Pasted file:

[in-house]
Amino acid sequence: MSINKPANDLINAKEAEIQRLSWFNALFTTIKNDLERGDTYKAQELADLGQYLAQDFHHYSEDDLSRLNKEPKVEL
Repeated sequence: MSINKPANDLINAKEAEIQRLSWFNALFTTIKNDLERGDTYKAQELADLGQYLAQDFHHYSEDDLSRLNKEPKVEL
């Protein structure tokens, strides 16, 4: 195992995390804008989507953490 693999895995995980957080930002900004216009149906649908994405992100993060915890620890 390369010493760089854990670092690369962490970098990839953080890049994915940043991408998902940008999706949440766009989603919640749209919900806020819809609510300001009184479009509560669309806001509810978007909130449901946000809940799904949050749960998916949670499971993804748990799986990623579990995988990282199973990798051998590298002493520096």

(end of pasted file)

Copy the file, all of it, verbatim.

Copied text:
[in-house]
Amino acid sequence: MSINKPANDLINAKEAEIQRLSWFNALFTTIKNDLERGDTYKAQELADLGQYLAQDFHHYSEDDLSRLNKEPKVEL
Repeated sequence: MSINKPANDLINAKEAEIQRLSWFNALFTTIKNDLERGDTYKAQELADLGQYLAQDFHHYSEDDLSRLNKEPKVEL
């Protein structure tokens, strides 16, 4: 195992995390804008989507953490 693999895995995980957080930002900004216009149906649908994405992100993060915890620890 390369010493760089854990670092690369962490970098990839953080890049994915940043991408998902940008999706949440766009989603919640749209919900806020819809609510300001009184479009509560669309806001509810978007909130449901946000809940799904949050749960998916949670499971993804748990799986990623579990995988990282199973990798051998590298002493520096």